Happiness, self-esteem, and prosociality in children with and without autism spectrum disorder: Evidence from a UK population cohort study.

Autism Res. 2018 Jul 06;:

Authors: McChesney G, Toseeb U

Abstract
High levels of childhood happiness, self-esteem, and prosociality are associated with positive social and emotional outcomes. Little is known about whether these constructs co-occur and how levels of co-occurrence are different in children with or without Autism Spectrum Disorder (ASD). Data was obtained from 13,285 11-year olds (408 with ASD) from a UK based prospective cohort study. Latent class analysis revealed five distinct classes: The “very low prosociality class” (with ASD 32% vs. without ASD 7%) was characterized by children who were happy and had high self-esteem but they were not prosocial. The “low happiness class” (with ASD 3% vs. without ASD 3%), included those children who had moderate self-esteem and were prosocial but were the least happy. Children in the “low to moderate positive functioning class” (with ASD 16% vs. without ASD 6%) were moderately happy and had the lowest self-esteem but were prosocial. The “moderate to high positive functioning class” (with ASD 17% vs. without ASD 23%) was characterized by children who were happy, had moderate self-esteem, and were very prosocial. The majority of children were in the “optimum class” (with ASD 31% vs. without ASD 62%), and were very happy, very prosocial with high self-esteem. Our findings demonstrate that for the majority of children in our sample, happiness, self-esteem, and prosociality co-occur. Furthermore, although as a group children with ASD have lower levels of positive functioning, our multivariable latent class approach suggests that nearly half of children with ASD are happy, have good levels self-esteem, and are prosocial. Autism Res 2018. © 2018 International Society for Autism Research, Wiley Periodicals, Inc.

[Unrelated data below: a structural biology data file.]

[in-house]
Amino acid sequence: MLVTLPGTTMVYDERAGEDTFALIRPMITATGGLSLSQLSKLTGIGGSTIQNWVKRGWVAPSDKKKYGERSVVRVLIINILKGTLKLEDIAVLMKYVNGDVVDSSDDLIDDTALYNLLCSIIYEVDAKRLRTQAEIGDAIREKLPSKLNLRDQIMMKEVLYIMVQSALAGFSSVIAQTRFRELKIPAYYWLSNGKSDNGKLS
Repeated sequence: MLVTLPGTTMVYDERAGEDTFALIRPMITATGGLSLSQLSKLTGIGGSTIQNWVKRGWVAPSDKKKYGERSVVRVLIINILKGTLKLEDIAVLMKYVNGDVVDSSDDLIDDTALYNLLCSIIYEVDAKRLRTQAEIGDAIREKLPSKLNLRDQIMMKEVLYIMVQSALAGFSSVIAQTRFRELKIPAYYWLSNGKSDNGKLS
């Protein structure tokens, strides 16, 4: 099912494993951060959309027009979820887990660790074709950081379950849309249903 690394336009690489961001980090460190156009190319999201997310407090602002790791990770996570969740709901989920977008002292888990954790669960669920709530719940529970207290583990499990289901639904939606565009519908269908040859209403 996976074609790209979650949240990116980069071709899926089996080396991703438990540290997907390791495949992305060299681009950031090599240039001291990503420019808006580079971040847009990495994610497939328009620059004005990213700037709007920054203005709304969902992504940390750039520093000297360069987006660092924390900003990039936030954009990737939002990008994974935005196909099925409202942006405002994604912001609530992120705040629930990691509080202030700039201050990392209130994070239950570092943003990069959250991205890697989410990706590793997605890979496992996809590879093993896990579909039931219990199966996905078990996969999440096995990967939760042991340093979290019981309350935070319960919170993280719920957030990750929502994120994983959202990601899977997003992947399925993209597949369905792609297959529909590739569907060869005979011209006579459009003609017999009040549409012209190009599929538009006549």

LAY SUMMARY: High levels of childhood happiness, self-esteem, and prosociality are associated with positive social and emotional outcomes. In this study, we investigated whether happiness, self-esteem and prosociality co-occur in children, and how possible co-occurrence differs between those with and without Autism Spectrum Disorder. We found that for the majority of children happiness, self-esteem, and prosociality co-occur. Furthermore, although as a group children with ASD have lower levels of positive functioning, our findings suggest that nearly half of children with ASD are happy, have good levels of self-esteem, and are prosocial.

PMID: 29979489 [PubMed – as supplied by publisher]

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